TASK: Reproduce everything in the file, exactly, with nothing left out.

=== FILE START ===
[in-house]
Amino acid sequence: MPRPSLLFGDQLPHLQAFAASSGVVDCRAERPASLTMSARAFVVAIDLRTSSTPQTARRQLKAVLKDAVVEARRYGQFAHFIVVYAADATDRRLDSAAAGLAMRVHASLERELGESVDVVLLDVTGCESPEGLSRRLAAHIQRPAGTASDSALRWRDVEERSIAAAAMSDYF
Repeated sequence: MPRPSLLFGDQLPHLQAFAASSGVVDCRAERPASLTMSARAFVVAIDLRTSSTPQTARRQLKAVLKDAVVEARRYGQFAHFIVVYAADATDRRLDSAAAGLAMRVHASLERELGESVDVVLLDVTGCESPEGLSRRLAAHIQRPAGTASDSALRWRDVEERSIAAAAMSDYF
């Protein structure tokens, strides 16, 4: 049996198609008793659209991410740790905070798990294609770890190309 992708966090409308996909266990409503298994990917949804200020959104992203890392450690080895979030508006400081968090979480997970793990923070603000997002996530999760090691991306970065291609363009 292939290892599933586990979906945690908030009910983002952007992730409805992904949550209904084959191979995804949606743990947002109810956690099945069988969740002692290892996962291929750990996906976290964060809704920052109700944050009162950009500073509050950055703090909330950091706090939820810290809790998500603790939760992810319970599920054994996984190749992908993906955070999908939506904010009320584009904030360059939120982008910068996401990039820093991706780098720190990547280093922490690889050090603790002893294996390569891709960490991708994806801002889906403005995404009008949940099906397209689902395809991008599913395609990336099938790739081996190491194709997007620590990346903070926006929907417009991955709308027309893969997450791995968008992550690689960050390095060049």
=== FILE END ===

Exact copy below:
[in-house]
Amino acid sequence: MPRPSLLFGDQLPHLQAFAASSGVVDCRAERPASLTMSARAFVVAIDLRTSSTPQTARRQLKAVLKDAVVEARRYGQFAHFIVVYAADATDRRLDSAAAGLAMRVHASLERELGESVDVVLLDVTGCESPEGLSRRLAAHIQRPAGTASDSALRWRDVEERSIAAAAMSDYF
Repeated sequence: MPRPSLLFGDQLPHLQAFAASSGVVDCRAERPASLTMSARAFVVAIDLRTSSTPQTARRQLKAVLKDAVVEARRYGQFAHFIVVYAADATDRRLDSAAAGLAMRVHASLERELGESVDVVLLDVTGCESPEGLSRRLAAHIQRPAGTASDSALRWRDVEERSIAAAAMSDYF
């Protein structure tokens, strides 16, 4: 049996198609008793659209991410740790905070798990294609770890190309 992708966090409308996909266990409503298994990917949804200020959104992203890392450690080895979030508006400081968090979480997970793990923070603000997002996530999760090691991306970065291609363009 292939290892599933586990979906945690908030009910983002952007992730409805992904949550209904084959191979995804949606743990947002109810956690099945069988969740002692290892996962291929750990996906976290964060809704920052109700944050009162950009500073509050950055703090909330950091706090939820810290809790998500603790939760992810319970599920054994996984190749992908993906955070999908939506904010009320584009904030360059939120982008910068996401990039820093991706780098720190990547280093922490690889050090603790002893294996390569891709960490991708994806801002889906403005995404009008949940099906397209689902395809991008599913395609990336099938790739081996190491194709997007620590990346903070926006929907417009991955709308027309893969997450791995968008992550690689960050390095060049």